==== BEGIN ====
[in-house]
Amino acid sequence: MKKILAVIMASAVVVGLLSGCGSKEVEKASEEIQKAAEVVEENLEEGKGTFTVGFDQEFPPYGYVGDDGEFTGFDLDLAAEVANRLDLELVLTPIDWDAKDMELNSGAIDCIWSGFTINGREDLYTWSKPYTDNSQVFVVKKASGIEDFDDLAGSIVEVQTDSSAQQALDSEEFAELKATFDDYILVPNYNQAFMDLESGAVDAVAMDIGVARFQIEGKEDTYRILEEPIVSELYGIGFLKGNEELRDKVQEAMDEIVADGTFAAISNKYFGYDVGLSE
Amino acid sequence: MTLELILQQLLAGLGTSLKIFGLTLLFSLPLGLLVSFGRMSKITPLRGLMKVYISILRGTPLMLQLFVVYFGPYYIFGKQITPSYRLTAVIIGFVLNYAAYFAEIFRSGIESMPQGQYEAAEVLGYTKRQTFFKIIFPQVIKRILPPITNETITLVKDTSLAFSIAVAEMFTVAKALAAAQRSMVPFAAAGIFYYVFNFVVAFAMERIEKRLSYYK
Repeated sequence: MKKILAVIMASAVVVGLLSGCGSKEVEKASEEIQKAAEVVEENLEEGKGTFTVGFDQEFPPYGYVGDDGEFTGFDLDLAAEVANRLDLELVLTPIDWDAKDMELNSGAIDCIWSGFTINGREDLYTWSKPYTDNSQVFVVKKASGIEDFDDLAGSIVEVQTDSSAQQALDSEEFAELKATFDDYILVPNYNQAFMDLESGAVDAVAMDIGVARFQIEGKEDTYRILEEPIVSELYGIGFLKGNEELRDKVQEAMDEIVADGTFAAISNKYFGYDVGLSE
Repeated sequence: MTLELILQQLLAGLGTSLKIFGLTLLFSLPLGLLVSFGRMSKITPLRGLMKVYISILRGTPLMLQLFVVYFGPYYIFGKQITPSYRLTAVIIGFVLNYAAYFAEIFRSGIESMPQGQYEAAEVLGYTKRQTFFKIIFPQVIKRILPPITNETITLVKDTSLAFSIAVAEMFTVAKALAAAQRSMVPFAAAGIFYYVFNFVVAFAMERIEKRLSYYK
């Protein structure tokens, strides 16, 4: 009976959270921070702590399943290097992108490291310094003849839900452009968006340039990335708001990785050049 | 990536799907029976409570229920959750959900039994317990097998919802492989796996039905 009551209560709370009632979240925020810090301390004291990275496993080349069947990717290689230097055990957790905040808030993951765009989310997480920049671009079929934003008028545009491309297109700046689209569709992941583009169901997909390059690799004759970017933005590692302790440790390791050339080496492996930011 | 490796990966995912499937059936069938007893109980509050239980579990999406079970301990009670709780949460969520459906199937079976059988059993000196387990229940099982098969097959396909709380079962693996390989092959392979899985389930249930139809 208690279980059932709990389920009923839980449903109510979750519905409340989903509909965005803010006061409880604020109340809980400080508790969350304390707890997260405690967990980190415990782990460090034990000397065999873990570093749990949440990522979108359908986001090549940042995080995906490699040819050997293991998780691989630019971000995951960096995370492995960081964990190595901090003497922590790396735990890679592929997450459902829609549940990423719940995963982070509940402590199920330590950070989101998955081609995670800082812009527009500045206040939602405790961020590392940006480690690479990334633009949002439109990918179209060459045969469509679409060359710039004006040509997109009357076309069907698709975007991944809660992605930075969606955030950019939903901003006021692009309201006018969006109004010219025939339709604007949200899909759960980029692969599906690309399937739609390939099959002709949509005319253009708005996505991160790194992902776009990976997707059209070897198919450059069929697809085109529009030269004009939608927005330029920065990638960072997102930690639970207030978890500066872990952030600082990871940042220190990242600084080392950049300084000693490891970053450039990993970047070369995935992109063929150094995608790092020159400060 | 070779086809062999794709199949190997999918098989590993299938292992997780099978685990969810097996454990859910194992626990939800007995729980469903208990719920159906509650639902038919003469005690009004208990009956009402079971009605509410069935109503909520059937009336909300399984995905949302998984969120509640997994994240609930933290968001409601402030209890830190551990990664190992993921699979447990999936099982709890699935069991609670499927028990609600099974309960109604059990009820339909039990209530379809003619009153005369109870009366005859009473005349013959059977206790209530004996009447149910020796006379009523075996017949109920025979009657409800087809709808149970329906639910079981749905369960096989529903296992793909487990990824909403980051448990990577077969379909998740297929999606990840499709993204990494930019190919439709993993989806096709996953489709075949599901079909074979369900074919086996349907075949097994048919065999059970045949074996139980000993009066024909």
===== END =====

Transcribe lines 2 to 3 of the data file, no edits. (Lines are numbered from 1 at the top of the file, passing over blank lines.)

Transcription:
Amino acid sequence: MKKILAVIMASAVVVGLLSGCGSKEVEKASEEIQKAAEVVEENLEEGKGTFTVGFDQEFPPYGYVGDDGEFTGFDLDLAAEVANRLDLELVLTPIDWDAKDMELNSGAIDCIWSGFTINGREDLYTWSKPYTDNSQVFVVKKASGIEDFDDLAGSIVEVQTDSSAQQALDSEEFAELKATFDDYILVPNYNQAFMDLESGAVDAVAMDIGVARFQIEGKEDTYRILEEPIVSELYGIGFLKGNEELRDKVQEAMDEIVADGTFAAISNKYFGYDVGLSE
Amino acid sequence: MTLELILQQLLAGLGTSLKIFGLTLLFSLPLGLLVSFGRMSKITPLRGLMKVYISILRGTPLMLQLFVVYFGPYYIFGKQITPSYRLTAVIIGFVLNYAAYFAEIFRSGIESMPQGQYEAAEVLGYTKRQTFFKIIFPQVIKRILPPITNETITLVKDTSLAFSIAVAEMFTVAKALAAAQRSMVPFAAAGIFYYVFNFVVAFAMERIEKRLSYYK